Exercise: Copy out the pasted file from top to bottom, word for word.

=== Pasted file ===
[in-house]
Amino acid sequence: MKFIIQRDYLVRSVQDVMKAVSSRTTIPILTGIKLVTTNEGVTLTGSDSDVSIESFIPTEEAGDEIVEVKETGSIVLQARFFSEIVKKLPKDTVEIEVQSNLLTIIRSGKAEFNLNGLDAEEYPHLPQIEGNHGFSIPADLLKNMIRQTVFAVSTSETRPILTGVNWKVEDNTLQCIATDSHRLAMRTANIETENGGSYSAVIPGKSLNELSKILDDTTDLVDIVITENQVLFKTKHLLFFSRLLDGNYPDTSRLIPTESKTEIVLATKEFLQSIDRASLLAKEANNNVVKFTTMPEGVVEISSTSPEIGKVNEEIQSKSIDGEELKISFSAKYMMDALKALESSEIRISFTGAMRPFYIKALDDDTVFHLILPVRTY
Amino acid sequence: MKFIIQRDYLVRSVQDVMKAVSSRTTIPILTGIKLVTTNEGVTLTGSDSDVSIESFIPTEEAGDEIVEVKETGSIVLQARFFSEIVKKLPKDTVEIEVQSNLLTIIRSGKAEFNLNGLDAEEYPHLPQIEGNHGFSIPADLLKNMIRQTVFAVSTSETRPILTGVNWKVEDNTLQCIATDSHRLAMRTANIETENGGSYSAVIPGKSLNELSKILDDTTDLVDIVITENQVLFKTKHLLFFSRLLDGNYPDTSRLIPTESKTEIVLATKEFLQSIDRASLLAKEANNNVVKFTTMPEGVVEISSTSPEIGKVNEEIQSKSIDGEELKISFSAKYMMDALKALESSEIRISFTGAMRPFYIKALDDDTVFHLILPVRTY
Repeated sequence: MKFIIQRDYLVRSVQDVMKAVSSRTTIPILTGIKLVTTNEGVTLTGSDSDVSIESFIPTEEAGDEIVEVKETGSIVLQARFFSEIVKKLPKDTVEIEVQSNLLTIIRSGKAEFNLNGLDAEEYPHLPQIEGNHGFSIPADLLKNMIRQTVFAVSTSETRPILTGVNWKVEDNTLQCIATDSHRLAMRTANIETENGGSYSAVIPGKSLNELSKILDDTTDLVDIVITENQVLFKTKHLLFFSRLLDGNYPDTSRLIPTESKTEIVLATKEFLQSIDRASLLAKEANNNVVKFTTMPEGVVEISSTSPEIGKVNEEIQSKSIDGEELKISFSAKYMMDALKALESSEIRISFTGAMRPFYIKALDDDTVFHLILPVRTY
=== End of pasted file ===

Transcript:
[in-house]
Amino acid sequence: MKFIIQRDYLVRSVQDVMKAVSSRTTIPILTGIKLVTTNEGVTLTGSDSDVSIESFIPTEEAGDEIVEVKETGSIVLQARFFSEIVKKLPKDTVEIEVQSNLLTIIRSGKAEFNLNGLDAEEYPHLPQIEGNHGFSIPADLLKNMIRQTVFAVSTSETRPILTGVNWKVEDNTLQCIATDSHRLAMRTANIETENGGSYSAVIPGKSLNELSKILDDTTDLVDIVITENQVLFKTKHLLFFSRLLDGNYPDTSRLIPTESKTEIVLATKEFLQSIDRASLLAKEANNNVVKFTTMPEGVVEISSTSPEIGKVNEEIQSKSIDGEELKISFSAKYMMDALKALESSEIRISFTGAMRPFYIKALDDDTVFHLILPVRTY
Amino acid sequence: MKFIIQRDYLVRSVQDVMKAVSSRTTIPILTGIKLVTTNEGVTLTGSDSDVSIESFIPTEEAGDEIVEVKETGSIVLQARFFSEIVKKLPKDTVEIEVQSNLLTIIRSGKAEFNLNGLDAEEYPHLPQIEGNHGFSIPADLLKNMIRQTVFAVSTSETRPILTGVNWKVEDNTLQCIATDSHRLAMRTANIETENGGSYSAVIPGKSLNELSKILDDTTDLVDIVITENQVLFKTKHLLFFSRLLDGNYPDTSRLIPTESKTEIVLATKEFLQSIDRASLLAKEANNNVVKFTTMPEGVVEISSTSPEIGKVNEEIQSKSIDGEELKISFSAKYMMDALKALESSEIRISFTGAMRPFYIKALDDDTVFHLILPVRTY
Repeated sequence: MKFIIQRDYLVRSVQDVMKAVSSRTTIPILTGIKLVTTNEGVTLTGSDSDVSIESFIPTEEAGDEIVEVKETGSIVLQARFFSEIVKKLPKDTVEIEVQSNLLTIIRSGKAEFNLNGLDAEEYPHLPQIEGNHGFSIPADLLKNMIRQTVFAVSTSETRPILTGVNWKVEDNTLQCIATDSHRLAMRTANIETENGGSYSAVIPGKSLNELSKILDDTTDLVDIVITENQVLFKTKHLLFFSRLLDGNYPDTSRLIPTESKTEIVLATKEFLQSIDRASLLAKEANNNVVKFTTMPEGVVEISSTSPEIGKVNEEIQSKSIDGEELKISFSAKYMMDALKALESSEIRISFTGAMRPFYIKALDDDTVFHLILPVRTY